Now, this puts me in an awkward spot every morning. Because if I want to make it to the office on time, I need to be out the door at 7:35. So when he fills his diaper with goodness, I’m stuck with the choice between taking the time to clean him up, put him in new clothes (it’s usually that copious) or sneaking out the front door and letting Diana deal with the stink.

I typically opt for changing him. Purposely leaving a stinky D for your wife to clean up is the lowest of the low. Even if said wife constantly leaves knives caked with peanut butter in the sink. There. I said it.

So I usually try to quickly change Luca and get him mopped up before they send out a missing person’s report at the office. Which is where the trouble arises.

Immediately after I remove Luca’s diaper, he grabs his genitals with a ferocity that makes me wince. I wonder if he is simply making sure he still has his stuff since they spend so much time covered in diapers. But because his morning BM is usually so abundant, his little grabby fists become caked in doo doo.

Which is when we begin our dance. I pry his poopy hands off his stuff and attempt to clean them off before he can touch me or his face or our walls. But then I have to attempt to clean up his butt-ular region. Which means releasing his hands. Which gives him the opportunity to latch them onto his still poopy stuff. Pry hands off stuff. Clean up hands. Try to clean up butt. Pry hands off stuff. Clean up hands. Try to clean up butt. And so on and so forth until I scream, “Stop grabbing your poopy genitals!” And then tear out my hair with poop filled hands.

I tried to get Diana to commiserate with me on this Luca poop issue over the weekend. She said, “Oh. Just give him a toy. He’ll be so distracted he won’t grab his poopy stuff.”

I scrunched up my face and blurted, “Why don’t you just give him a toy?”

Diana calmly said, “I do. That’s why I’m not covered in poop.”

Thursday, September 2, 2010

Floor Fun

Lately, I’ve been feeling bad about tossing Luca into his nuclear power plant. All he wants to do is explore his newfound talent of crawling and I essentially hobble him for 20 minutes every morning while I shower. I know what you’re thinking. “Ooh, the guy who once sent DVD’s of ‘An Inconvenient Truth’ to all his relatives as Christmas presents wastes water by scrubbing his stuff for 20 minutes.” I have no excuse. I love hot water.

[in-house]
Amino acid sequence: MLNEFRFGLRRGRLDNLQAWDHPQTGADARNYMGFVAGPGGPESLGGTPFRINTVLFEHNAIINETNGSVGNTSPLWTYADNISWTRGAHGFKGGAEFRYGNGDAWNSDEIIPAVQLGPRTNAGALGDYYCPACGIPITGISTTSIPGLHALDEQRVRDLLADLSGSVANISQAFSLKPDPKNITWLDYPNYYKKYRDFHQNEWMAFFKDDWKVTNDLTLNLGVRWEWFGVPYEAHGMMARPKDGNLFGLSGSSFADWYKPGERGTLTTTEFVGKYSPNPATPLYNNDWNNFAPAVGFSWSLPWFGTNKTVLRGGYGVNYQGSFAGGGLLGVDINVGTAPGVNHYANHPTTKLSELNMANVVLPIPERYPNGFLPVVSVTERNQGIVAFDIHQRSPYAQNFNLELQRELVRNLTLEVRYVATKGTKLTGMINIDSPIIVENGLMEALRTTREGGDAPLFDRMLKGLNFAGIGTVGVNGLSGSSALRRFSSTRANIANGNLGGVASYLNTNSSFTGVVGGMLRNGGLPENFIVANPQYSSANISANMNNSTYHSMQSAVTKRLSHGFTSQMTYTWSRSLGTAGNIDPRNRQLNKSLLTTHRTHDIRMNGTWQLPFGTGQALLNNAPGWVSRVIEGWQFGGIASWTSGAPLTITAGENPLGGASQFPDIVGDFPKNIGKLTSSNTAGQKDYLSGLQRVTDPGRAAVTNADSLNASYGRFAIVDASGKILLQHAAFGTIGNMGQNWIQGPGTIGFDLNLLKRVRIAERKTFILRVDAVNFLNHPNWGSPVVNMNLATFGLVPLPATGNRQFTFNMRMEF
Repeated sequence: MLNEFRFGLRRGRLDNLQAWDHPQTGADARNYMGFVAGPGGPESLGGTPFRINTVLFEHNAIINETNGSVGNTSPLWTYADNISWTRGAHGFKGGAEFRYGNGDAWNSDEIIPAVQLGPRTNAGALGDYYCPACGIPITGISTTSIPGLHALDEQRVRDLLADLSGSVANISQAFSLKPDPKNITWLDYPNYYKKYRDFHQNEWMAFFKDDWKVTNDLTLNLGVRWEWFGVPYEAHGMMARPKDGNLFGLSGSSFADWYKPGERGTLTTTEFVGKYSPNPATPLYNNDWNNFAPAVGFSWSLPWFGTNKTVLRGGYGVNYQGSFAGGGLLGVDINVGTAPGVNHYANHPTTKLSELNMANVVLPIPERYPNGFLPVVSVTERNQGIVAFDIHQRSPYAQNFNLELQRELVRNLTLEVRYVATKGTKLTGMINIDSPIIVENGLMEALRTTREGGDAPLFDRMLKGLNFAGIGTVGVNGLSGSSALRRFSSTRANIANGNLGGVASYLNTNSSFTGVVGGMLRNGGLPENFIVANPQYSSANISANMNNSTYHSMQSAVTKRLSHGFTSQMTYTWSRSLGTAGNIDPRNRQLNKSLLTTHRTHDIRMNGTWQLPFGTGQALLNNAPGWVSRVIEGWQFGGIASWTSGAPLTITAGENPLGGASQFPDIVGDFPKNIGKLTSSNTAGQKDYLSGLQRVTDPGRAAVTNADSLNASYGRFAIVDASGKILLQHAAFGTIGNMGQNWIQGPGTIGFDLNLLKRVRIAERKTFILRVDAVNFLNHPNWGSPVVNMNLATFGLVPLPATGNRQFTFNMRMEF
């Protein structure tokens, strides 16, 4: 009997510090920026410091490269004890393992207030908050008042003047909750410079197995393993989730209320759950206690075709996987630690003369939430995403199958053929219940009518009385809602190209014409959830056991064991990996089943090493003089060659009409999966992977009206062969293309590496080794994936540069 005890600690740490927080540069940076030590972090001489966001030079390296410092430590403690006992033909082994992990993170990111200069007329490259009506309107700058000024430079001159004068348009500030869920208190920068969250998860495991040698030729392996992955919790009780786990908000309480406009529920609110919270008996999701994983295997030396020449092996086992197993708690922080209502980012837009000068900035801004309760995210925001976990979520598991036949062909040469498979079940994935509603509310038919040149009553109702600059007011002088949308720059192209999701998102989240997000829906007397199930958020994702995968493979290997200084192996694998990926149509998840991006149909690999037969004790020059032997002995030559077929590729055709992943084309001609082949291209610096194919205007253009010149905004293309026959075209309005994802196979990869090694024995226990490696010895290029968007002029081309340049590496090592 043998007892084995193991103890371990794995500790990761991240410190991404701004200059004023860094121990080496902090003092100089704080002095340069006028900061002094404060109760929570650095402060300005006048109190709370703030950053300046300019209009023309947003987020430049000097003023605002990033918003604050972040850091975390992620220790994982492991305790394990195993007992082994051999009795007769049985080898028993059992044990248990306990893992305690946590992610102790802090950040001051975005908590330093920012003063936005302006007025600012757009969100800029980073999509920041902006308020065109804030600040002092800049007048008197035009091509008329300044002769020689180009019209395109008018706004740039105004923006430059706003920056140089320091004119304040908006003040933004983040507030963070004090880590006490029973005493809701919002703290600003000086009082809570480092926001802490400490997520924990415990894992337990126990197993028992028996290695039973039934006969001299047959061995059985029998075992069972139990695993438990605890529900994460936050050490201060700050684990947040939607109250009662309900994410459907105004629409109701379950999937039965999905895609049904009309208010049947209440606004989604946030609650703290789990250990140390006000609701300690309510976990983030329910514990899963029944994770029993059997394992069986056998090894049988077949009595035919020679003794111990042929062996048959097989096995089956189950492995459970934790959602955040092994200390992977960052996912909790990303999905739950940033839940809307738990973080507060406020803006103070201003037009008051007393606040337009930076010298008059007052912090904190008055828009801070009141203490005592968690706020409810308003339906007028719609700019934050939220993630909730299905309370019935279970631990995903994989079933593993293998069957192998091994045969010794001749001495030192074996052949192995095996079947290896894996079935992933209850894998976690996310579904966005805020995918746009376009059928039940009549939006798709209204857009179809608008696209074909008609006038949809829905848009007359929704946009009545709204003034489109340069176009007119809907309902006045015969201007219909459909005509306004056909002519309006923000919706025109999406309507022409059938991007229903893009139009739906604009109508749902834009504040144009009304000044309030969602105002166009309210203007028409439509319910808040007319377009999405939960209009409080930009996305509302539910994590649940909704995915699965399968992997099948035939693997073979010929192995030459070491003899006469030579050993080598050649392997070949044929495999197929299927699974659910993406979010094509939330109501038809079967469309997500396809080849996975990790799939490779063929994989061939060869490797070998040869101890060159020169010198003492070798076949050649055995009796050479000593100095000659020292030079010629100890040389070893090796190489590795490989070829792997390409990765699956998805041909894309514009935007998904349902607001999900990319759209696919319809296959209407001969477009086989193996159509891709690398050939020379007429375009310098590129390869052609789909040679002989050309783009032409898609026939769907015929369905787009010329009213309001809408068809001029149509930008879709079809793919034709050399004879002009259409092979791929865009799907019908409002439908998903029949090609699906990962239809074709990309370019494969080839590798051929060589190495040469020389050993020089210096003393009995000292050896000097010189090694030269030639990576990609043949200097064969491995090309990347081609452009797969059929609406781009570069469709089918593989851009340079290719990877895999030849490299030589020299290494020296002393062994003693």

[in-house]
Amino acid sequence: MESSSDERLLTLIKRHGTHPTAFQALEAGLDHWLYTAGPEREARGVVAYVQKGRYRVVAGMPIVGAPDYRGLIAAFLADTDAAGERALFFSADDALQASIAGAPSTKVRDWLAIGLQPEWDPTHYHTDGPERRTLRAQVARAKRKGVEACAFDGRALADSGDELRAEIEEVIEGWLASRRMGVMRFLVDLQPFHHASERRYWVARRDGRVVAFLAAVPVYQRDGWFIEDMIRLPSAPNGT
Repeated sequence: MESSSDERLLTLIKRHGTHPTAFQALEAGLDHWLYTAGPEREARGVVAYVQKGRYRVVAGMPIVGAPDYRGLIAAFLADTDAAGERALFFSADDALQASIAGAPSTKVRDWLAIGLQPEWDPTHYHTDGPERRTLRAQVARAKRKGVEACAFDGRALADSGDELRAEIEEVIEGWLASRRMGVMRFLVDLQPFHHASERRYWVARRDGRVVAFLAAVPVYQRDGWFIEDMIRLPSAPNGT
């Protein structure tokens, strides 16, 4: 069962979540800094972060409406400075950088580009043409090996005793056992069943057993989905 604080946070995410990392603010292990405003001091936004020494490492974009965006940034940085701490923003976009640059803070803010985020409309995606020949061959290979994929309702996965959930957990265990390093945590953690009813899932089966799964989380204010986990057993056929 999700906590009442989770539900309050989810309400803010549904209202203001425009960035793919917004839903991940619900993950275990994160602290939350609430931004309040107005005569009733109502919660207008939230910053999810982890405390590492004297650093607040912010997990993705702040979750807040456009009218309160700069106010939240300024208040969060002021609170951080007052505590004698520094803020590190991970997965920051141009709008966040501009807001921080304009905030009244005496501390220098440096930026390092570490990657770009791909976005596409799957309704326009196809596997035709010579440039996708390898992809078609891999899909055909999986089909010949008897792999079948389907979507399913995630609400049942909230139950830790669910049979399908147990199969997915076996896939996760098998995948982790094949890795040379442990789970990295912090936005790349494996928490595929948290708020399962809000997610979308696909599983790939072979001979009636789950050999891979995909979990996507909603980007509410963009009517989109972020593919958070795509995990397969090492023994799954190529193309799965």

Anyhoo, yesterday, I decided to just let him do his thing while I showered. First, I made sure the baby gate to our back steps was secure and all the dangerous doors were closed. Then I gathered Elijah and Grover.

“Eli, I want you to watch Luca while dad showers. Make sure he doesn’t get into trouble or hurt. Grover, I want you to watch Elijah while he watches Luca while dad showers. Make sure he doesn’t get into trouble or hurt while he makes sure Luca doesn’t get into trouble or hurt.”

They both stared at me blankly.

I began showering with the door open. Every few seconds I’d call out to Eli.

“Eli! Is Luca ok?”

(Clearly not watching the baby)“Yes.”

I saw out of the corner of my eye that Luca was crawling around the kitchen.

“Eli! Can you make sure Luca is ok?”

Eli barely glanced into the kitchen and said, “Luca is playing with the stools.” The metal, not very well balanced stools that fall over if you breathe too hard on them.

“Eli, can you distract Luca? I don’t want those stools to fall on him. Give him a toy to play with!”

Not taking his eye off the TV, Elijah threw a Grover chew toy in Luca’s general direction.

I muttered a swear to myself and began vigorously rinsing the conditioner out of my beard. I looked out of the shower curtain and saw that Luca had entered the bathroom and was taking a real interest in our toilet paper rolls.

“Oh hey man. Good boy. Stay in here.”

But then I noticed that Luca was essentially crawling through Eli’s urine from earlier (Eli’s aim has really been off lately).

“No! Don’t crawl through the pee! Don’t crawl through the pee! Aw.”

I scooped him up and doused his hands with Clorox (not really). But we both learned our lesson about freedom.